A "violoncello piccolo" is a form of violoncello, akin to the cello da spalla (also called viola da spalla).
"A whiny beginning of the [Bach] 6th [cello] suite’s Praeludium (notably less securely played than what came before and after – where there were only a handful of squeaks and slips present) betrayed a few problems, not the least of which might have been the uncomfortably high register in which the suite lies for the cello, an instrument it was not written for. Most cellists use a smaller cello with an additional E string for the performance, which is akin to the baroque violoncello piccolo that these pieces were probably written for."
THE NEW YORK ALBUM
"Yo-Yo Ma, The New York Album...Release date: September 20, 1994...
"Béla Bartók (1861-1945) Concerto for Viola and Orchestra, Op. posthumous...
"Perhaps in Bartók's mind the draft of the Viola Concerto truly was complete. Nevertheless, the posthumous task of deciphering, arranging, filling out and orchestrating the thirteen extant pages of sketches proved to be [a] formidable one. At the [Bartók] family's request it was undertaken by Tibor Serly (1901-1978), the Hungarian-American composer and violist...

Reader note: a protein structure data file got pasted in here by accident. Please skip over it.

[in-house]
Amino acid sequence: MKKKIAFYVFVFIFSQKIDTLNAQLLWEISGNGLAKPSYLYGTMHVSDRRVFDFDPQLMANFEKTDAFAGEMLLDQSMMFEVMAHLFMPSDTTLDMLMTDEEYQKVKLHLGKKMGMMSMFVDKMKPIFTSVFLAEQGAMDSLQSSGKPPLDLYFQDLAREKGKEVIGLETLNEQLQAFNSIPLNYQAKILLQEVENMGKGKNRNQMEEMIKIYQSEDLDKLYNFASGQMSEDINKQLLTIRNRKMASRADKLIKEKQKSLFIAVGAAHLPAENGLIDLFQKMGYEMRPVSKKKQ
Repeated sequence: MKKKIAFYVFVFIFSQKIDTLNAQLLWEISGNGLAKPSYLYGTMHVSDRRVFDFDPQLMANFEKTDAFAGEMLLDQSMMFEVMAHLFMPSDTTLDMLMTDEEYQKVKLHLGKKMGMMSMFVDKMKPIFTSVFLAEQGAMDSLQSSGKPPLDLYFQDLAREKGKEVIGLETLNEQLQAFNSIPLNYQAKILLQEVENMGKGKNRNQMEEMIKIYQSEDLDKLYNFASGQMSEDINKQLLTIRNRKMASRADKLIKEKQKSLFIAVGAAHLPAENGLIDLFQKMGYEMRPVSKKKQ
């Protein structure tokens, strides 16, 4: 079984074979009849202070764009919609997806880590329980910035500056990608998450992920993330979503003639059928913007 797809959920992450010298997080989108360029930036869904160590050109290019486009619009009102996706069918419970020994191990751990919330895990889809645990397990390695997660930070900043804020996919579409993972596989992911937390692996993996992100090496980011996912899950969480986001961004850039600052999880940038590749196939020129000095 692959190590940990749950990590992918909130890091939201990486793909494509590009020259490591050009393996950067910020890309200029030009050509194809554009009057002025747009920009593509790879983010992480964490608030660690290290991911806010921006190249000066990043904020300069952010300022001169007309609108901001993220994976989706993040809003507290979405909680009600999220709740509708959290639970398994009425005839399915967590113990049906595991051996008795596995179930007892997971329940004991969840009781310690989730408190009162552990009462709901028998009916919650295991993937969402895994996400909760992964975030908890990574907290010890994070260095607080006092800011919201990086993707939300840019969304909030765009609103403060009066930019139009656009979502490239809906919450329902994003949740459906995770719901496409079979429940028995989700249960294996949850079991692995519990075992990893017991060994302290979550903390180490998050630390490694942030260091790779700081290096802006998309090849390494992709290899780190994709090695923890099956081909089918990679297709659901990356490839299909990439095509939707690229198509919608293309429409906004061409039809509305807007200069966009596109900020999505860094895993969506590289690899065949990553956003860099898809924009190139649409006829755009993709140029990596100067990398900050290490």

"Serly actually prepared a cello arrangement of the concerto simultaneously with the "original" viola version...Yo-Yo Ma originally intended to perform (and record) this cello version...but he was dissatisfied with the registral displacement and discovered that he could play the solo at its original pitch on the alto violin (or vertical viola), a large "viola" fitted with a long endpin and held like a cello. This instrument, part of a set of eight "violin analogues" designed and made by Carleen Hutchins at the suggestion of composer Henry Brant, is intended to carry the tonal characteristics, projection, and balance of the violin sound into the viola range."
— from the album's original liner notes—on p. 205 of
Copyright (c) 2014, 2015 Mark D. Blackwell.